Microsoft has teamed up with a startup co-founded by Elon Musk to build one of the fastest supercomputers in the world, the company announced Tuesday during its annual Build developers conference — held virtually this year because of the coronavirus pandemic.

The startup is OpenAI, the charter of which underscores that it’s working to ensure that AI which can outperform humans nevertheless benefits all of humanity. Microsoft stressed that this work represents a key milestone in a partnership announced last year to jointly create new supercomputing technologies in Azure. This is a first step, the computing giant explained, toward debuting large AI models “and the infrastructure needed to train them” as a platform that developers and other organizations can build on.

“The exciting thing about these models is the breadth of things they’re going to enable,” said Microsoft Chief Technical Officer Kevin Scott in a company blog post about the news. “This is about being able to do a hundred exciting things in natural language processing at once and a hundred exciting things in computer vision, and when you start to see combinations of these perceptual domains, you’re going to have new applications that are hard to even imagine right now.”

According to Microsoft, machine learning experts usually develop smaller AI models that exist separately to learn a single task like recognizing human speech well enough to deliver the day’s news when asked or to translating between languages. A new class of models developed by AI researchers, however, points to a different way of doing this — using a single, larger and better-performing AI model that can do things like learn from billions of pages of publicly available text.

This new type of massive AI model is so good at picking up nuances of human language that it can be adept at multiple tasks like moderating a live gaming chat or summarizing a long speech.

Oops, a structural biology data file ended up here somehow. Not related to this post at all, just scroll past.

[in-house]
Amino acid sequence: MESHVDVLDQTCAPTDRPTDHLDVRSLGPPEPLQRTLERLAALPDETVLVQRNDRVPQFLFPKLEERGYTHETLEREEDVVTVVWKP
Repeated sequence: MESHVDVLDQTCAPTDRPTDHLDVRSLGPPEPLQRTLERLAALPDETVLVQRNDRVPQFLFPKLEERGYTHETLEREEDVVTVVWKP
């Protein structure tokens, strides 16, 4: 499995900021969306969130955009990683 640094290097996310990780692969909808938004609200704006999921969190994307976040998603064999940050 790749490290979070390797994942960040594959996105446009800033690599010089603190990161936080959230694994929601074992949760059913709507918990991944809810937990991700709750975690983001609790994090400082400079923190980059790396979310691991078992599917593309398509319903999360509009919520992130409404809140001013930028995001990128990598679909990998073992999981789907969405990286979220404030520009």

Microsoft says the OpenAI supercomputer is a single system with more than 285,000 CPU cores, 10,000 GPUs, and 400 gigabits per second of network connectivity for each GPU server. In tandem with its unveiling, Microsoft also announced at Build that it’s about to start open-sourcing its Microsoft Turning models to give developers access to the same powerful language models that Microsoft uses to improve language understanding across its product suite.

To cite one example, Microsoft has used the Microsoft Turning model for natural language understanding to improve the search feature in Microsoft Word, as well as caption generation and question-answering in the company’s Bing search engine — improving answers to search questions in some markets, according to the company, by up to 125 percent.


Andy is a reporter in Memphis who also contributes to outlets like Fast Company and The Guardian. When he’s not writing about technology, he can be found hunched protectively over his burgeoning collection of vinyl, as well as nursing his Whovianism and bingeing on a variety of TV shows you probably don’t like.